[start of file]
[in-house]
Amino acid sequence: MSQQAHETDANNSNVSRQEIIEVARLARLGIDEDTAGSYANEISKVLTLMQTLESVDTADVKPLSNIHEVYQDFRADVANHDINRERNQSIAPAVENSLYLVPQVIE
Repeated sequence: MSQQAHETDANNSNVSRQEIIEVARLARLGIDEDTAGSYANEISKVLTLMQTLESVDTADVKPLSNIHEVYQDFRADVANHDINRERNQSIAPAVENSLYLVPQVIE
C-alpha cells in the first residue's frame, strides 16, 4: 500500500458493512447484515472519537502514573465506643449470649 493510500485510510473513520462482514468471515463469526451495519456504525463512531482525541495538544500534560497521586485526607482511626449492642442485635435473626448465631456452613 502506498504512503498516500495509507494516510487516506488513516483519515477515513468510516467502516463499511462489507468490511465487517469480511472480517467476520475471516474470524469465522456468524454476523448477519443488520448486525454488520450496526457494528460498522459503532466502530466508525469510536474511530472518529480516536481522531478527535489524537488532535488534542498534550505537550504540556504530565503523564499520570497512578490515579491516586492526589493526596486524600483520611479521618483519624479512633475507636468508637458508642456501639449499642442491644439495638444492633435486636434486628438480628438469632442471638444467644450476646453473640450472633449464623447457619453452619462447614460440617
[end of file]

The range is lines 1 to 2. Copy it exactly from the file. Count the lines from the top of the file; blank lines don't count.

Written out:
[in-house]
Amino acid sequence: MSQQAHETDANNSNVSRQEIIEVARLARLGIDEDTAGSYANEISKVLTLMQTLESVDTADVKPLSNIHEVYQDFRADVANHDINRERNQSIAPAVENSLYLVPQVIE